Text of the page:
When technology vendors start talking about disruption and the brave new manufacturing world, it can sound like a planet far removed from the one where food and beverage processors toil.
When describing the digital disruption and the Internet of Things, automation consultants seem to compete to see who can coin the most off-the-wall contributions to the English language. A current example is “servitization,” a tortured way of saying companies are looking for value-add opportunities to increase revenues.
Performance-based contracts exemplify servitization. One is Effifuel, the brainchild of the Michelin tire company. The Clermont-Ferrand, France-based manufacturer competes with Bridgestone, Goodyear and other firms in an industry characterized by commodity products. To add value in the premium segment, Michelin created Effifuel, an outcomes-based service for trucking companies.
Smart sensors embedded in low rolling-resistance tires relay data via the internet on driver and truck performance, along with temperature, pressure and other tire variables. Coupled with driver education and other services, Effifuel generates average savings of $3,300 a year for long-haul trucks. Trucking clients who use the bundled services are guaranteed a reduction in fuel consumption. If those savings fail to materialize, Michelin provides a rebate.
Effifuel was cited by Eric Schaeffer, senior managing director at the consultancy Accenture, in an Atlanta address at May’s IFS World Conference, the ERP software firm’s annual user conference. To get out of the commodities business and leverage the digital revolution, the head of Accenture’s industrial practice advises food companies and other manufacturers to embrace “digitally embedded services” based on performance or outcomes. Those services can deliver a disproportional share of profits, even when they are a minor part of revenues.
UK-based IFS is coming off its strongest growth year in North America, with the client base doubling in 2017, Cindy Jaudon, president of the Americas, told industrial end-users at the conference. According to Jaudon, food and beverage manufacturing is a particularly ripe segment because some prominent ERP suppliers to food companies no longer are active.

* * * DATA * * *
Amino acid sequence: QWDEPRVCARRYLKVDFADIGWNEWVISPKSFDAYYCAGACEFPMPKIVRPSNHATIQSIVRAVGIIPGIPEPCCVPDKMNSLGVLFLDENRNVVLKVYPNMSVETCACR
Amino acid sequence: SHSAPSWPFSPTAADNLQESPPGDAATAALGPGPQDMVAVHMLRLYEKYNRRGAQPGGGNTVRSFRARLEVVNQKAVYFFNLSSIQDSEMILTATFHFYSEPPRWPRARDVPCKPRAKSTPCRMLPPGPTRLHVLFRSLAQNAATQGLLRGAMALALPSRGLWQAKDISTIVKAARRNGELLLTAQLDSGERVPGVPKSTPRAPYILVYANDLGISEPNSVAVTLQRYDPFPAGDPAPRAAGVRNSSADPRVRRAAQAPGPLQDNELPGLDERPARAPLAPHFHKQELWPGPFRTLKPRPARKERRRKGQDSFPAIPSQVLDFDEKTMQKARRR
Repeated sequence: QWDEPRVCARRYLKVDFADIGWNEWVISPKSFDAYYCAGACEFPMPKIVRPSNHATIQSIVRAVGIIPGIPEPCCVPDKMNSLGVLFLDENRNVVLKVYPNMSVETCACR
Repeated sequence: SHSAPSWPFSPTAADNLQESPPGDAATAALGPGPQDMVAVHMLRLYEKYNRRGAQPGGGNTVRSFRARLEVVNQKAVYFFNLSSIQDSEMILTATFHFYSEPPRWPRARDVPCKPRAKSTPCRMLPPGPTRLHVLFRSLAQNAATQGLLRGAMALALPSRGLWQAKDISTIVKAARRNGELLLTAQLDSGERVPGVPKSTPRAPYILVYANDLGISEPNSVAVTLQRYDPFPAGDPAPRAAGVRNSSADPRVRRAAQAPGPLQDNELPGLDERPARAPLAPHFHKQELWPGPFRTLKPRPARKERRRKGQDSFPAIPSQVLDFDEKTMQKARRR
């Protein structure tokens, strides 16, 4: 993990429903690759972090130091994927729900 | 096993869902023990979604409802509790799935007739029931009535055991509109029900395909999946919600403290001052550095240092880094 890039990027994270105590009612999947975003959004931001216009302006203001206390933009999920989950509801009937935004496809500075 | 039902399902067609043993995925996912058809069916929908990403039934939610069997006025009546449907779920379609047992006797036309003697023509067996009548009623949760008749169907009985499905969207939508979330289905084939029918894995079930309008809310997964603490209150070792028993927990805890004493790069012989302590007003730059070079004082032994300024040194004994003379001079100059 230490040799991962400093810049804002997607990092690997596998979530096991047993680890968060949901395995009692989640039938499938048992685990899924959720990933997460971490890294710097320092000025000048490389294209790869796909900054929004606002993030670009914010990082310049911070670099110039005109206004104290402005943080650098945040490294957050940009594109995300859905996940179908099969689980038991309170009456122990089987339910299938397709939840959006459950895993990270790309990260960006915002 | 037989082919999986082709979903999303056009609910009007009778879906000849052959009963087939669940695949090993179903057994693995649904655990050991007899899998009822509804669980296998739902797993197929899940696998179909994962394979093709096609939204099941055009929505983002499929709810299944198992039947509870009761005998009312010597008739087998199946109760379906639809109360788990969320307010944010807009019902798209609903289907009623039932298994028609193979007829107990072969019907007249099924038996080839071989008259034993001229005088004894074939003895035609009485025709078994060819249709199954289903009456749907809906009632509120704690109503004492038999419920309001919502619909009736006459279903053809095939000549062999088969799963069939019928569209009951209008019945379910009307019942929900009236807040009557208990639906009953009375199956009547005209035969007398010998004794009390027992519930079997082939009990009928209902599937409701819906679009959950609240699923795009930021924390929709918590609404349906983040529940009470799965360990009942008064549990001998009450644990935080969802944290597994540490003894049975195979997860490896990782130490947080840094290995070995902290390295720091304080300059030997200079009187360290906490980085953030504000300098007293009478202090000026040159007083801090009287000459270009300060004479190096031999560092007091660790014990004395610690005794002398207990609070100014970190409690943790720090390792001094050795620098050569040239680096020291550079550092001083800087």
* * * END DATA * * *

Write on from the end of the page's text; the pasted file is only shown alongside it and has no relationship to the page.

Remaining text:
Itasca, Ill.-based Jaudon (www.ifsworld.com/us) says servitization manifests itself in food and beverage manufacturing as after-the-sale contracts from equipment OEMs. Examples include Tetra Pak’s Plant Care Solutions Service and the Digital Service Group at Buhler Aeroglide. Both services rely on smart sensors embedded in machinery. Performance data are uploaded to a cloud server for analysis and monitoring, with reduced downtime and optimized throughput the promised outcome.
Unfortunately for food manufacturers, their road to servitization is not platted. Suppliers like Tetra Pak and Buhler can participate, but they own the service and therefore the data it generates. Retailers and foodservice companies downstream in the supply chain own the consumer relationship and can sell food as a service concept. “That in effect is what Amazon is doing,” points out Colin Elkins, IFS’s global industry director for process manufacturing.
Tetra Pak hopes to eventually add other OEM’s machinery to its condition-monitoring service, but even if it is limited to the more than 5,000 Tetra Pak filling machines deployed worldwide, the company can conduct benchmarking and data analytics on an unprecedented level in the food industry. It also can predict parts failure and possibly engage in replacement-parts sales.
In effect, performance-based contracts cast suppliers in the role of Facebook and make manufacturers the product, or “users” as Facebook euphemistically calls them. They become sales leads that can then be sold to other companies.
Unlike Tetra Pak’s smart sensors, the hardwired field devices already in place in food plants are not Internet ready. But those devices and the PLCs they are tied to are a goldmine of performance data. The challenge, according to Elkins, is extracting that data and converting it to a usable format.
Extracting data from PLCs with proprietary coding is a roadblock, “but if you can get the data out, you can standardize it in the format you want through the Internet of Things,” which provides a standardized interface, he continues. The next step is to pare down the data so the ERP system isn’t overwhelmed.
No easy task, but that’s the price of digital disruption.